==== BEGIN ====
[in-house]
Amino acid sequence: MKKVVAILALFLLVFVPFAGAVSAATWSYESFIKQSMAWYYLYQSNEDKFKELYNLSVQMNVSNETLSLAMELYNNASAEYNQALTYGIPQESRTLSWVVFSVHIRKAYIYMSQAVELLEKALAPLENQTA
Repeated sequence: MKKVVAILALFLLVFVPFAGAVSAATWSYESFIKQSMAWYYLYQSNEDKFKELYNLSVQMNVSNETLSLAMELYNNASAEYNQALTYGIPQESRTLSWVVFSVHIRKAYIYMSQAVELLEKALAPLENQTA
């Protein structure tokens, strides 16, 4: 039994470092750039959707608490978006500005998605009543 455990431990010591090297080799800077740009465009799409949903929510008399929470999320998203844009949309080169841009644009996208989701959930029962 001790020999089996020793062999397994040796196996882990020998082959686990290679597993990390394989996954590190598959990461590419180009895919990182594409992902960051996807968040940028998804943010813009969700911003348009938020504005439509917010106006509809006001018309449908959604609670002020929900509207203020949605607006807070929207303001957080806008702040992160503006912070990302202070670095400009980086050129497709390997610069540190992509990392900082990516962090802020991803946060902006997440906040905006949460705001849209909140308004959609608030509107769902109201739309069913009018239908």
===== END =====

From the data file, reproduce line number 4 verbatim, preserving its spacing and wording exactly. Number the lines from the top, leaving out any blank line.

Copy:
């Protein structure tokens, strides 16, 4: 039994470092750039959707608490978006500005998605009543 455990431990010591090297080799800077740009465009799409949903929510008399929470999320998203844009949309080169841009644009996208989701959930029962 001790020999089996020793062999397994040796196996882990020998082959686990290679597993990390394989996954590190598959990461590419180009895919990182594409992902960051996807968040940028998804943010813009969700911003348009938020504005439509917010106006509809006001018309449908959604609670002020929900509207203020949605607006807070929207303001957080806008702040992160503006912070990302202070670095400009980086050129497709390997610069540190992509990392900082990516962090802020991803946060902006997440906040905006949460705001849209909140308004959609608030509107769902109201739309069913009018239908």